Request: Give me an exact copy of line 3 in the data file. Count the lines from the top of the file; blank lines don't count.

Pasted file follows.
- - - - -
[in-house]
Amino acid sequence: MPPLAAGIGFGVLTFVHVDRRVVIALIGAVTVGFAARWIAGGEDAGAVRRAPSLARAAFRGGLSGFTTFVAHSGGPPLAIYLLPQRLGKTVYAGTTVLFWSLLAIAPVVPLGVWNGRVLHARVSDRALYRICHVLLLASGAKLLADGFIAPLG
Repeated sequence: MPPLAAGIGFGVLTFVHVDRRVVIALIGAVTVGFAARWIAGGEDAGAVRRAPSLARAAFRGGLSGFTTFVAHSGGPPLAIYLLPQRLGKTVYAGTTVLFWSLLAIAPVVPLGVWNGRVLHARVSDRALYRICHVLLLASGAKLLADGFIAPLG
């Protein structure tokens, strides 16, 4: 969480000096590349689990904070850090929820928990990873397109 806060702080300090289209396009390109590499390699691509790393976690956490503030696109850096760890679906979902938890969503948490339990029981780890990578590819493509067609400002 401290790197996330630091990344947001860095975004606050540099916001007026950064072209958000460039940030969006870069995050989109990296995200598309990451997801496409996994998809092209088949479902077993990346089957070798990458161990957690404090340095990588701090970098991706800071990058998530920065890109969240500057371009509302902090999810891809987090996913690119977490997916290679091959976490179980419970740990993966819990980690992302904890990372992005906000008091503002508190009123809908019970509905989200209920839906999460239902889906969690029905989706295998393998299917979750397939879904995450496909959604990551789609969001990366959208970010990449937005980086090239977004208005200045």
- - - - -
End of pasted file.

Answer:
Repeated sequence: MPPLAAGIGFGVLTFVHVDRRVVIALIGAVTVGFAARWIAGGEDAGAVRRAPSLARAAFRGGLSGFTTFVAHSGGPPLAIYLLPQRLGKTVYAGTTVLFWSLLAIAPVVPLGVWNGRVLHARVSDRALYRICHVLLLASGAKLLADGFIAPLG